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Thread: Broccoli help

  1. #1
    Member matjpow's Avatar
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    Default Broccoli help

    My broccoli are flowering. They just started this week. The heads are not very big but for some reason the stems are really long. I think they are green goliath. They were from denali seeds. I bought them as plants from a green house. I can't remember exactly when I planted them. What did I do wrong?

    Maybe next year I will just sow seeds in the ground since the ones that I planted in the ground are way far behind in development

    Scratch that they are "pacman" from P & M in Eagle river. I just tasted the flowers and they are delicious. Maybe I will be happy if I can get a whole head of these flowers. Maybe put them in salad.

  2. #2
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    They're bolting. Inconsistent watering and incorrect nutrient balance are probably the cause. Cut the tops to promote secondary heads. If you continue to allow flowering their season is over.

  3. #3

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    I have a couple plants that are doing the same
    the secondary heads are still tight (although very small)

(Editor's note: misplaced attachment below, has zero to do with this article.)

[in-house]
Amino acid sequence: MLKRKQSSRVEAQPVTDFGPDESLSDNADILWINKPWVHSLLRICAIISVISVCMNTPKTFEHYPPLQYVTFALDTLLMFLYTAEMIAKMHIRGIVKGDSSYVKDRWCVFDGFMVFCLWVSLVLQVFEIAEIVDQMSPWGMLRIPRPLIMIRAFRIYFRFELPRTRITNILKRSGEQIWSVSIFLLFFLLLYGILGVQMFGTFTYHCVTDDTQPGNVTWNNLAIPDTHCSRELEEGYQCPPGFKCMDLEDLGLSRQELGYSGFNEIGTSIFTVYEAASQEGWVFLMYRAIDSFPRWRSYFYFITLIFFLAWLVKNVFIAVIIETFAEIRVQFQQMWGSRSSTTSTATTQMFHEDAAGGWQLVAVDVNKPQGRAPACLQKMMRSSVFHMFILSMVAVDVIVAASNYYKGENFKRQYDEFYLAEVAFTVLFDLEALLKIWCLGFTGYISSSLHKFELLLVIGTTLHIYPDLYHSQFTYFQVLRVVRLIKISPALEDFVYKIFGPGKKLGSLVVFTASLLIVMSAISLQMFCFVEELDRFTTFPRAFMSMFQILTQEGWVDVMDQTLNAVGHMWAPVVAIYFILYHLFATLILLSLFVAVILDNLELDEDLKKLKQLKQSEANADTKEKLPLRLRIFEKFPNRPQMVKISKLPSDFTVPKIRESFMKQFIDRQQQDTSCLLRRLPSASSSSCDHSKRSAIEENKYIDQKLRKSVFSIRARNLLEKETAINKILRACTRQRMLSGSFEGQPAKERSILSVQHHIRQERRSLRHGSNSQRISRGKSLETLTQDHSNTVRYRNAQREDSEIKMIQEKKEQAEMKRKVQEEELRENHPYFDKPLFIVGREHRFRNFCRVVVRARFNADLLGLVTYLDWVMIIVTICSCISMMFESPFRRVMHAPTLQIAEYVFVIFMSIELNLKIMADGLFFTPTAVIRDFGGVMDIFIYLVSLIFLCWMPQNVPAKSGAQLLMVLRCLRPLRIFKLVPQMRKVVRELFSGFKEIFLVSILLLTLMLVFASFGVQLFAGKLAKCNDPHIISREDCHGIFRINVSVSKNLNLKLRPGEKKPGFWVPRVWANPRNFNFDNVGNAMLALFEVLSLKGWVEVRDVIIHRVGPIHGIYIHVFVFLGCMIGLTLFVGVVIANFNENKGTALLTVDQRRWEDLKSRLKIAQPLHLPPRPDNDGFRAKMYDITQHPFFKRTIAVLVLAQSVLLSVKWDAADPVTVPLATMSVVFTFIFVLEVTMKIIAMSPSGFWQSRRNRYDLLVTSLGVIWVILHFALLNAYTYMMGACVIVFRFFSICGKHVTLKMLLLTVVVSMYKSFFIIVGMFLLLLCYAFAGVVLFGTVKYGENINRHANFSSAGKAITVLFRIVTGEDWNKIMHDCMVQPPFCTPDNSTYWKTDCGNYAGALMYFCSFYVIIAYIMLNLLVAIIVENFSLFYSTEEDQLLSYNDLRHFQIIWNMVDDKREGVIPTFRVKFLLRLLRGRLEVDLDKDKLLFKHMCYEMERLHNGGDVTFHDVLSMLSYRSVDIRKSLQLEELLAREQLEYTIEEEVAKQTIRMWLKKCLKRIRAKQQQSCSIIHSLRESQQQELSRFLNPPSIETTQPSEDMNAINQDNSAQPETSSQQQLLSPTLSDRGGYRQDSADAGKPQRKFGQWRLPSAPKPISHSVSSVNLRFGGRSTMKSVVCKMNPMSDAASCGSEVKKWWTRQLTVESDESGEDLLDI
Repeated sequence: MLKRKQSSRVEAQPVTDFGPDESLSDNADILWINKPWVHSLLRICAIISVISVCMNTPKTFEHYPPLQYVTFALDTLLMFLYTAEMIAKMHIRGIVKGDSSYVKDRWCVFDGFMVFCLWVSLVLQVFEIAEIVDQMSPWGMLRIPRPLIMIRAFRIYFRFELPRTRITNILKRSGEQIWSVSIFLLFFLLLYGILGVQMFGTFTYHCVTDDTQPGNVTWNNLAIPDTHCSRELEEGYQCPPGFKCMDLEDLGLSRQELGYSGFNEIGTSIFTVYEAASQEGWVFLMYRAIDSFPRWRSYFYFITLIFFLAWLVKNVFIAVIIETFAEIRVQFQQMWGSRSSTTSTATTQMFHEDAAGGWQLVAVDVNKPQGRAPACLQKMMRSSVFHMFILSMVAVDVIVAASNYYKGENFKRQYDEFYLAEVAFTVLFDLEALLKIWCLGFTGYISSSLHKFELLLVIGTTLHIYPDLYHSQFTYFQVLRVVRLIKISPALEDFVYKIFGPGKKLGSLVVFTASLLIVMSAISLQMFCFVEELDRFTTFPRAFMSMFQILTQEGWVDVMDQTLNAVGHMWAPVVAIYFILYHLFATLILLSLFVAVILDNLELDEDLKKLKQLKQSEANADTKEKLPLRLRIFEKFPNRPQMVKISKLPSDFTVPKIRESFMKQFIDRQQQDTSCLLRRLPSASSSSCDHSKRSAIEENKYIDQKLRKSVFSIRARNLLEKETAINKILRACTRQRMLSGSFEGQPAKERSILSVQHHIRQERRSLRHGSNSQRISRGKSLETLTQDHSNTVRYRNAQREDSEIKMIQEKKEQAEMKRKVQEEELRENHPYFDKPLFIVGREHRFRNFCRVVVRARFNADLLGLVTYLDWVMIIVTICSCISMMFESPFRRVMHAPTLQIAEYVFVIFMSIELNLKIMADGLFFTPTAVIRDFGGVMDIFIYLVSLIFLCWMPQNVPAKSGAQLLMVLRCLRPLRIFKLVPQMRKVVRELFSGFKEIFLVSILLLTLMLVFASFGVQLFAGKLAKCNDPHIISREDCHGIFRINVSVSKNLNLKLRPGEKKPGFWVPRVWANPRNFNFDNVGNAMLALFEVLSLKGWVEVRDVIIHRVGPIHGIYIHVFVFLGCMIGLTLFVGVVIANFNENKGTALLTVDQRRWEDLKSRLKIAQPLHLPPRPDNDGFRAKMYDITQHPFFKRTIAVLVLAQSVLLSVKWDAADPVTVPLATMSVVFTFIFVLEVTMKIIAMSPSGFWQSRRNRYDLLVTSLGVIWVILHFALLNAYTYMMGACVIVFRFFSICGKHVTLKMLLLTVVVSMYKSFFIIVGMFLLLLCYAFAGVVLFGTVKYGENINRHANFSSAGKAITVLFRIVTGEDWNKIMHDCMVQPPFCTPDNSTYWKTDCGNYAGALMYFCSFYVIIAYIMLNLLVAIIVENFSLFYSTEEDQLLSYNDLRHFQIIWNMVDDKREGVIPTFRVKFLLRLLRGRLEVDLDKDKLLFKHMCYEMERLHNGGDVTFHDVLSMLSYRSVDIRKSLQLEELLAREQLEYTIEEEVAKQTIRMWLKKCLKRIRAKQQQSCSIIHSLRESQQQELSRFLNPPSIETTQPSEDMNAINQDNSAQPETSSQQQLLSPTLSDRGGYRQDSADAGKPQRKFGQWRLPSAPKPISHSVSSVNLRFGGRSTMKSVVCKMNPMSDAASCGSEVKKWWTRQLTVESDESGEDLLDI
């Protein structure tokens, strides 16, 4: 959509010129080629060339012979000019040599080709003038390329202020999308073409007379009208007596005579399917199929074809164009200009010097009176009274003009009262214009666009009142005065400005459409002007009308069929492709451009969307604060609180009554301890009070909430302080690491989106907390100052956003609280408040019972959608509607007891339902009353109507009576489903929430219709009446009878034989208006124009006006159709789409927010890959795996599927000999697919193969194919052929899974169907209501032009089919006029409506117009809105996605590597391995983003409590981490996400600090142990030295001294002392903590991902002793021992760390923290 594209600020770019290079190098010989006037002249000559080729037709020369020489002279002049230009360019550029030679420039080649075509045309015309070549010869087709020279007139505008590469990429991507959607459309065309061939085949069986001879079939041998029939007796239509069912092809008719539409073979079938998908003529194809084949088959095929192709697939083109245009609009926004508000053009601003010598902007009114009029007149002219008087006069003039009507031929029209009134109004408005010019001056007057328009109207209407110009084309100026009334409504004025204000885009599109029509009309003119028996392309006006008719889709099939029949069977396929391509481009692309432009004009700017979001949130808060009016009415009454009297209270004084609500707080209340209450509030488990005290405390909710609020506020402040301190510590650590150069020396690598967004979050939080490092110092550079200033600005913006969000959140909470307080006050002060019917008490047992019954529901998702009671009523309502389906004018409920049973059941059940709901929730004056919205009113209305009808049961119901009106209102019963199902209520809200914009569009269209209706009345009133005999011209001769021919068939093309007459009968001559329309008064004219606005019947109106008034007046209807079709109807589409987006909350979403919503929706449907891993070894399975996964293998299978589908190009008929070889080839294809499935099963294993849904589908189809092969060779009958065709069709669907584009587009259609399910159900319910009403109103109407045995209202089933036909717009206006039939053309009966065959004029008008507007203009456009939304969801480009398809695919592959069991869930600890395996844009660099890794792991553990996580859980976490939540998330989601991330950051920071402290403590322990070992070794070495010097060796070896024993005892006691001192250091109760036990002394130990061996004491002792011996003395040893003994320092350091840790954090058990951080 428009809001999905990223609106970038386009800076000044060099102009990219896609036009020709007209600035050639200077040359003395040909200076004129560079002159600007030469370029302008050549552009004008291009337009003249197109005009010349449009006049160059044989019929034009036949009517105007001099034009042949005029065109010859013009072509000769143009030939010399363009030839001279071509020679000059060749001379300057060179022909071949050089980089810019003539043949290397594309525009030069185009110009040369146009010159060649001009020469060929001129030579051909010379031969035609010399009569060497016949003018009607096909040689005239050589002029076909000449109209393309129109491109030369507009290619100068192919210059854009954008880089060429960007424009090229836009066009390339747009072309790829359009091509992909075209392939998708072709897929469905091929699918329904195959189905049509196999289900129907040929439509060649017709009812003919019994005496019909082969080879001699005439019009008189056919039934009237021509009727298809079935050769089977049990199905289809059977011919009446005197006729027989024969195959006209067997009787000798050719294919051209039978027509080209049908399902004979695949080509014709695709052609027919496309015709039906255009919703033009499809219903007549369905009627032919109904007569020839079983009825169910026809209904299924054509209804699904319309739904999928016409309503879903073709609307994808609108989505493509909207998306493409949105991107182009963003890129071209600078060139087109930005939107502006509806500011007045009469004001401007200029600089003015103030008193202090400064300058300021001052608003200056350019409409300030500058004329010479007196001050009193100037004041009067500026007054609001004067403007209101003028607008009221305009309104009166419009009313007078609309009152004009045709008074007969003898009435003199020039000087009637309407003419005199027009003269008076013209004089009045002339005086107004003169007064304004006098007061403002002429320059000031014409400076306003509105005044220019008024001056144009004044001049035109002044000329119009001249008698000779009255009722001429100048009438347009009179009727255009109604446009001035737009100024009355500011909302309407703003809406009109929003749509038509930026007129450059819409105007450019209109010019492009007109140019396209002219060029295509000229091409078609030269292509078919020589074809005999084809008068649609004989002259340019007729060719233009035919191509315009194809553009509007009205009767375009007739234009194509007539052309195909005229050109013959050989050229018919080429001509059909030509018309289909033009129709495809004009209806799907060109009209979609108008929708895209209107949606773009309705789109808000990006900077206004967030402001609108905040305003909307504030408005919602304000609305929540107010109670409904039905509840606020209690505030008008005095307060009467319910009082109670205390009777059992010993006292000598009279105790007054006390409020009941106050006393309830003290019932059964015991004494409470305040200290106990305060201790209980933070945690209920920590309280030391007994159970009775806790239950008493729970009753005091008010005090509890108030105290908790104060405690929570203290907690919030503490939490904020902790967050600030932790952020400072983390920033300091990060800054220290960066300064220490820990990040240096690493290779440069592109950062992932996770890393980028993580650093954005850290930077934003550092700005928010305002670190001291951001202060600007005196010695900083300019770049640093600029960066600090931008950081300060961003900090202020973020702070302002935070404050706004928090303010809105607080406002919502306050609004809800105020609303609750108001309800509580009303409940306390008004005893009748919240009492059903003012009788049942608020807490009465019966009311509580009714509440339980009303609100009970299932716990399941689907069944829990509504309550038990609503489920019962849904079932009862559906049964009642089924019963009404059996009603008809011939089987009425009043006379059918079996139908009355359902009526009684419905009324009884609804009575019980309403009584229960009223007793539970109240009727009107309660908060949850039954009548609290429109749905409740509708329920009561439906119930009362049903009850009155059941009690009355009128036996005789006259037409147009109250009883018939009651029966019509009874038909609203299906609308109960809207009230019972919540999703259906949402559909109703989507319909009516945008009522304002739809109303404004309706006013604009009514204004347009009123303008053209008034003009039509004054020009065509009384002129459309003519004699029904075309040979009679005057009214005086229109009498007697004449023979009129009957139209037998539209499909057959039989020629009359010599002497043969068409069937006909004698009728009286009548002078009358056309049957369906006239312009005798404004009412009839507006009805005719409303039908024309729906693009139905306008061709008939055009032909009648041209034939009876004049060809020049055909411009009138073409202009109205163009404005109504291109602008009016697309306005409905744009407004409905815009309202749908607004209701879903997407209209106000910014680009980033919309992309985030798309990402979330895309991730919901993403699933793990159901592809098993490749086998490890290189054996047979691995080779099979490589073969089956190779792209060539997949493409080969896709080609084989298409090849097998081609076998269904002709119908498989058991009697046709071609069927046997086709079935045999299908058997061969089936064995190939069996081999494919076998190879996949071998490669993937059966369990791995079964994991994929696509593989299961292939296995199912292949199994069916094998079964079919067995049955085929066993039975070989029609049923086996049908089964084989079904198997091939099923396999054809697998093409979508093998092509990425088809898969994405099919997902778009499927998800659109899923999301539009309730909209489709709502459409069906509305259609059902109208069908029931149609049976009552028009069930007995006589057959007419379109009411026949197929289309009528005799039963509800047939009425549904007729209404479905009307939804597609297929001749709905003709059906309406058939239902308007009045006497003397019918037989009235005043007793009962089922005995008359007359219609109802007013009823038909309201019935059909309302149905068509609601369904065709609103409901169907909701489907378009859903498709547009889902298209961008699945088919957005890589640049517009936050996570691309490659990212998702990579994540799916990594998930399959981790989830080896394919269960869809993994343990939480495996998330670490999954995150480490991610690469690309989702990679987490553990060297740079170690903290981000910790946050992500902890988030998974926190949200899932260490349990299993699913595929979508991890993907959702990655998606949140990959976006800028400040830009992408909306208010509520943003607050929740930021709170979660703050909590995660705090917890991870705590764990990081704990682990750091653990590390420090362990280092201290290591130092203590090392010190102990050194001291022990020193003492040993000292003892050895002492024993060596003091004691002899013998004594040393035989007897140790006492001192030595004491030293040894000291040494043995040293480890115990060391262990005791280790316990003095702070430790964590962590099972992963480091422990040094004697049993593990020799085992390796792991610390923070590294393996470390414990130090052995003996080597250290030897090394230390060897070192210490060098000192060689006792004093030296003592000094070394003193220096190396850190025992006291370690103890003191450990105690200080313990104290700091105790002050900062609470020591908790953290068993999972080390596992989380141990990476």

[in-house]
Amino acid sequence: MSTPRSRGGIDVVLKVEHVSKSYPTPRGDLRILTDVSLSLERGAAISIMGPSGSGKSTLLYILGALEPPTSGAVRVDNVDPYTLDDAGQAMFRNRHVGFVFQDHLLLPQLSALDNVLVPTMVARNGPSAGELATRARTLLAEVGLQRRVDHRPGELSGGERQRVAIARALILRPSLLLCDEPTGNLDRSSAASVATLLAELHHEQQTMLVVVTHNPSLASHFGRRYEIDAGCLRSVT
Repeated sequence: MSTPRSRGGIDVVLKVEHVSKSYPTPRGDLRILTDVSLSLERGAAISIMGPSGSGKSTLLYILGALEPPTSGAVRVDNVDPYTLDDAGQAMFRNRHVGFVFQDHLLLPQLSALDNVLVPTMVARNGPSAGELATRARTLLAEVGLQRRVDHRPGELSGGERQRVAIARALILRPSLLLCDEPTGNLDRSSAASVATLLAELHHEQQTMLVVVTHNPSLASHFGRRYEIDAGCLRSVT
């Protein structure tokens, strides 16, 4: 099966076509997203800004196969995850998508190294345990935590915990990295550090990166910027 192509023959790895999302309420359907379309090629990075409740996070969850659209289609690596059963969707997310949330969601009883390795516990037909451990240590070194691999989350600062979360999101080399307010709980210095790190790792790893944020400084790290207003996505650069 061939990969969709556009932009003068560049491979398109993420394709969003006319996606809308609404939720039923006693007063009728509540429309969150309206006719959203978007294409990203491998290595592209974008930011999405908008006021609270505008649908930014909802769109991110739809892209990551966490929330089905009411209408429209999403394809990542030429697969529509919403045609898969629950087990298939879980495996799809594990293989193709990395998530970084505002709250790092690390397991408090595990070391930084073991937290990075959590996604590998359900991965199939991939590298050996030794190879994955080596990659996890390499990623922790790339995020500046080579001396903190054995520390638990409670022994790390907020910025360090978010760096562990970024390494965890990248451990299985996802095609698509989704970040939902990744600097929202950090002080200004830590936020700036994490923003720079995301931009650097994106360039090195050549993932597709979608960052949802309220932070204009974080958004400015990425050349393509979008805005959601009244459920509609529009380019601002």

I'm hitting them with water religiously now and I put down some 15-15-15 a couple weeks ago in the entire bed

    but should I be giving these particular plants something more nutrition wise?

    thanks!!

  4. #4

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    With it being so hot out the soil is getting too hot. I just picked mine and it was doing ok. You can't stop the soil from getting too hot but you can slow it down with water/insulation.

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    Default Broccoli Help.

    Hi.
    Broccoli needs a loamy type soil,same as cabbage,not over rich.
    When half grown you can sprinkle 1/2-1 teaspoon of Sulphate of Ammonia around plants to keep them moving along.
    Keep them growing,by watering,& when established give them a feed of liquid manure,every 2-3 weeks,make sure to pick the heads before they flower,as then they have lost their taste.
    Hope this helps,as it's a beaut vegie,& also tastes good.
    liphooked

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    Member matjpow's Avatar
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    Next year I plan on setting up an automatic drip watering system. I don't think my wife waters them very well while I am away.

    Thanks for the help.

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    Drip irrigation is inexpensive to set up. I just did my third system using parts from Far North and Mill Feed. Everything was in stock and easy to use. With the summer we've had it's been nice to know the garden gets watered at regular intervals.

    My wife has gone 100% organic. We changed out all our soil and have only used natural nutrient additives. Her garden is far healthier and more productive than it's ever been. For example, our broccoli is going crazy with only one plant showing any signs of bolting. Is it the regular watering? The organic fertilizer? The new soil? The fabulous weather? I can't say it's any one of those things, but in combination she's growing more fresh stuff than we can eat.